The Irish Government enacted the Irish Bank Resolution
Corporation Act 2013 (the "IBRC Act") in
the early hours of 7 February 2013 in order to secure and stabilise
the assets of the Irish Bank Resolution Corporation
("IBRC") (formerly known as Anglo Irish
IBRC Act: Purpose
The IBRC Act is designed to help address "the continuing
serious disturbance in the economy of the State" and to
"protect the interests of taxpayers". It provides
for the winding up of IBRC to bring to an end the financial
exposure of the State and the Irish Central Bank to IBRC. It
is stated that it is hoped that it will "help restore the
financial position of the State" and restore confidence in the
banking sector by "furthering the reorganisation of the Irish
The IBRC Act provides for the appointment by the Minister for
Finance of one or more special liquidators to wind up IBRC. Joint
special liquidators have now been appointed who have full custody
and power over all IBRC assets.
All borrowers' loans will initially be managed by the
special liquidators and all debts due to IBRC will remain due and
Loan Sales to Third Parties
Portfolios of assets including the mortgage book of IBRC will be
identified by the special liquidators who will oversee an
independent valuation and sales process of such assets to third
party bidders. The bidding process will be conducted in an
open and transparent manner. If acceptable bids equal to or in
excess of the independent valuation are obtained then they will be
sold to third parties. Otherwise, the relevant portfolio will be
sold into the National Asset Management Agency
("NAMA") at their valuation price.
The proceeds of these sales will be used to repay creditors in
accordance with normal Irish Companies Acts priorities, with
preferred creditors paid first, and then NAMA in respect of the
IBRC debt. To the extent that there are proceeds available
after repayment in full of the NAMA debt, these proceeds will be
applied to remaining unsecured creditors who have not been paid
under the guarantee schemes (the statutory Deposit Guarantee Scheme
which cover retail deposits up to €100,000 with all Irish
authorised credit institutions and the Eligible Liabilities
Guarantee which applies to deposits over €100,000 with certain
credit institutions including IBRC). These remaining unsecured
creditors will include the Minister for Finance to the extent that
he has paid out under the guarantee schemes. Similarly, if the
proceeds are not sufficient to pay IBRC's debt to NAMA, the
shortfall to NAMA will be met by the existing Ministerial guarantee
under the Credit Institutions (Financial Support) Act 2008. There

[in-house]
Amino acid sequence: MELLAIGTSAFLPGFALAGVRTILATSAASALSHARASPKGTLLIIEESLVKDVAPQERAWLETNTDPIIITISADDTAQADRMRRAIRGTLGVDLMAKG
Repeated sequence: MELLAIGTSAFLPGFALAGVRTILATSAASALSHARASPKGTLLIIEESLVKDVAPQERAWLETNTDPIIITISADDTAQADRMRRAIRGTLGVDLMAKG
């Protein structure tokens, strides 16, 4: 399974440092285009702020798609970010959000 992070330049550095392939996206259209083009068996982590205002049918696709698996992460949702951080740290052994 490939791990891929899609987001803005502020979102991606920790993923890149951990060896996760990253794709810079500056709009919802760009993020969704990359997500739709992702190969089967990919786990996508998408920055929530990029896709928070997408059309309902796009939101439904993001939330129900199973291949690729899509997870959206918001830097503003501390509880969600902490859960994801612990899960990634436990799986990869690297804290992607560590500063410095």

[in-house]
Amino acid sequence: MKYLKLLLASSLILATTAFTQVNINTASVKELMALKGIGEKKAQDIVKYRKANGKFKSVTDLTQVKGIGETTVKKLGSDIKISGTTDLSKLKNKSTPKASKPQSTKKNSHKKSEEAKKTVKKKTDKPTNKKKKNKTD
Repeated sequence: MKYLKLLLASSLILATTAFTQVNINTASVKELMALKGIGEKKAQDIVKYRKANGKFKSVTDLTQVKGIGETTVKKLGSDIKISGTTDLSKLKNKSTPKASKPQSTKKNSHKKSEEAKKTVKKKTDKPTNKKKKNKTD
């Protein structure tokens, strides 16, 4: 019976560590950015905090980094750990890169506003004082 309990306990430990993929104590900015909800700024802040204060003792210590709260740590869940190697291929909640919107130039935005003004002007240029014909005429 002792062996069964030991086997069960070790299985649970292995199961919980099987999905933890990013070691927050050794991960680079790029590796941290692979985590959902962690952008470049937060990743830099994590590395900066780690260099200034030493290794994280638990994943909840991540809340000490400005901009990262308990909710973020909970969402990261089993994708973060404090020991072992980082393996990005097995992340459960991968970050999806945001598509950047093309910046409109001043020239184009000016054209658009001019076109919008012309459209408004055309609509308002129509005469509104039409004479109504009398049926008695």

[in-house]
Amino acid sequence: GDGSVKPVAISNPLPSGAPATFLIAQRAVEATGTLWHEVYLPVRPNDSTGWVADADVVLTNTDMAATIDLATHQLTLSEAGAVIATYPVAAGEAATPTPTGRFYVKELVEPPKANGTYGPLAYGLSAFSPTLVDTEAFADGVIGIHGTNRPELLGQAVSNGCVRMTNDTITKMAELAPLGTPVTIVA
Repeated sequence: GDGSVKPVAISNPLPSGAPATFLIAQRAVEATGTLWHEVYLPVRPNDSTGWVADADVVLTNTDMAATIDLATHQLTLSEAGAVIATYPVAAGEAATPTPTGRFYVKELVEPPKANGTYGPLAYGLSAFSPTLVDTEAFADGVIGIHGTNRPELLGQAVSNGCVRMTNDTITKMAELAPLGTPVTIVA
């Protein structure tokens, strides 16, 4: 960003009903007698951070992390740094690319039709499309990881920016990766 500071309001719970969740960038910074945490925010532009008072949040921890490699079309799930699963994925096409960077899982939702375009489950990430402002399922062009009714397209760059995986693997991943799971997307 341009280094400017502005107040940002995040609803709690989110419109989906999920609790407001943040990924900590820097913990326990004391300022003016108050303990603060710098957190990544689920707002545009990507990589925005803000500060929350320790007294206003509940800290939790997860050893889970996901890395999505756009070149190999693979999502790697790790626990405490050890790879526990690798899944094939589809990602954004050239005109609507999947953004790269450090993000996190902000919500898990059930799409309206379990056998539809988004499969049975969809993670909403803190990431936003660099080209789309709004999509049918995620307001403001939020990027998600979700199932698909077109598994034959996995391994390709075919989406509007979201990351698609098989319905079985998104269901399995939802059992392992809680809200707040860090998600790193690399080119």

are also provisions in the IBRC Act enabling the varying of
priorities for certain creditors.
Special Liquidation Order: Effect
The Special Liquidation Order (the
"Order") made by the Minister for
for an immediate stay on all proceedings against IBRC;
that no further actions or proceedings can be issued against
IBRC without High Court consent;
that no action or proceedings for the winding up of IBRC, or
the appointment of a liquidator or an examiner can be taken,
issued, continued or commenced;
for the removal of any liquidator or examiner appointed prior
to the Order; and
that it constitutes notice of termination of employment for
each employee with immediate effect.
The appointment of a receiver pursuant to a debenture or charge
created by IBRC does not constitute proceedings for the purposes of
The special liquidators will have the same duties and powers as
a normal liquidator except that they are appointed by the Minister
for Finance and are obliged to comply with the instructions given
to them by the Minister for Finance and act in the interests of the
The Order shall for the purposes of any contract, deed or
agreement have the same effect as the making of a winding up by
court order or appointment of an official liquidator.
The Irish office of Maples and Calder has been advising
financial institutions, private equity firms and asset managers on
all aspects of Irish distressed real estate loan portfolio
Originally published 12 February 2013
The content of this article is intended to provide a general
guide to the subject matter. Specialist advice should be sought
about your specific circumstances.
To print this article, all you need is to be registered on Mondaq.com.
Click to Login as an existing user or Register so you can print this article.
Swiss National Bank introduced negative interest rates In December 2014, the Swiss National Bank ("SNB") announced the introduction of negative interest rates on sight deposits by financial institutions with the SNB.
The Basel Committee on Banking Supervision and the International Organization of Securities Commissions released revisions to the framework for margin requirements for non-centrally cleared derivatives on 18 March 2015.